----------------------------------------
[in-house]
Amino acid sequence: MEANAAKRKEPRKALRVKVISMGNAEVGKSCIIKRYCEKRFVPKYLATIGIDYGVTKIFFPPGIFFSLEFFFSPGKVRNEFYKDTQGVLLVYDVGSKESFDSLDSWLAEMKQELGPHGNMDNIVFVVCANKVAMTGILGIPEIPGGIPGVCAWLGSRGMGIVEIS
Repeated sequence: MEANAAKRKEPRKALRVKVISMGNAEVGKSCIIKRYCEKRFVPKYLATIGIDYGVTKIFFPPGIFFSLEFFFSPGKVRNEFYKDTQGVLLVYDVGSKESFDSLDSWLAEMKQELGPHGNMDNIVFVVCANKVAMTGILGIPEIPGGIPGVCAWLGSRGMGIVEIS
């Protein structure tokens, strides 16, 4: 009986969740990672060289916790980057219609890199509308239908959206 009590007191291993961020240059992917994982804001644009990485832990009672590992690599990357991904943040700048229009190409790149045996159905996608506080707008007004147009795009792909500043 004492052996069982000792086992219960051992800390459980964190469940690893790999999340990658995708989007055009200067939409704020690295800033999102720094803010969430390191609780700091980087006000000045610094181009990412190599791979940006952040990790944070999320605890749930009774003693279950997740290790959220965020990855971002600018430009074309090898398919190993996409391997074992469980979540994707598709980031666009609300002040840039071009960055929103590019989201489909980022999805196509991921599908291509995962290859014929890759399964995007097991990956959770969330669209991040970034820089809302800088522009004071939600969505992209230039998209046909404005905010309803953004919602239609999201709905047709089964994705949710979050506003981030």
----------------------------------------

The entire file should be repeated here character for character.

[in-house]
Amino acid sequence: MEANAAKRKEPRKALRVKVISMGNAEVGKSCIIKRYCEKRFVPKYLATIGIDYGVTKIFFPPGIFFSLEFFFSPGKVRNEFYKDTQGVLLVYDVGSKESFDSLDSWLAEMKQELGPHGNMDNIVFVVCANKVAMTGILGIPEIPGGIPGVCAWLGSRGMGIVEIS
Repeated sequence: MEANAAKRKEPRKALRVKVISMGNAEVGKSCIIKRYCEKRFVPKYLATIGIDYGVTKIFFPPGIFFSLEFFFSPGKVRNEFYKDTQGVLLVYDVGSKESFDSLDSWLAEMKQELGPHGNMDNIVFVVCANKVAMTGILGIPEIPGGIPGVCAWLGSRGMGIVEIS
């Protein structure tokens, strides 16, 4: 009986969740990672060289916790980057219609890199509308239908959206 009590007191291993961020240059992917994982804001644009990485832990009672590992690599990357991904943040700048229009190409790149045996159905996608506080707008007004147009795009792909500043 004492052996069982000792086992219960051992800390459980964190469940690893790999999340990658995708989007055009200067939409704020690295800033999102720094803010969430390191609780700091980087006000000045610094181009990412190599791979940006952040990790944070999320605890749930009774003693279950997740290790959220965020990855971002600018430009074309090898398919190993996409391997074992469980979540994707598709980031666009609300002040840039071009960055929103590019989201489909980022999805196509991921599908291509995962290859014929890759399964995007097991990956959770969330669209991040970034820089809302800088522009004071939600969505992209230039998209046909404005905010309803953004919602239609999201709905047709089964994705949710979050506003981030």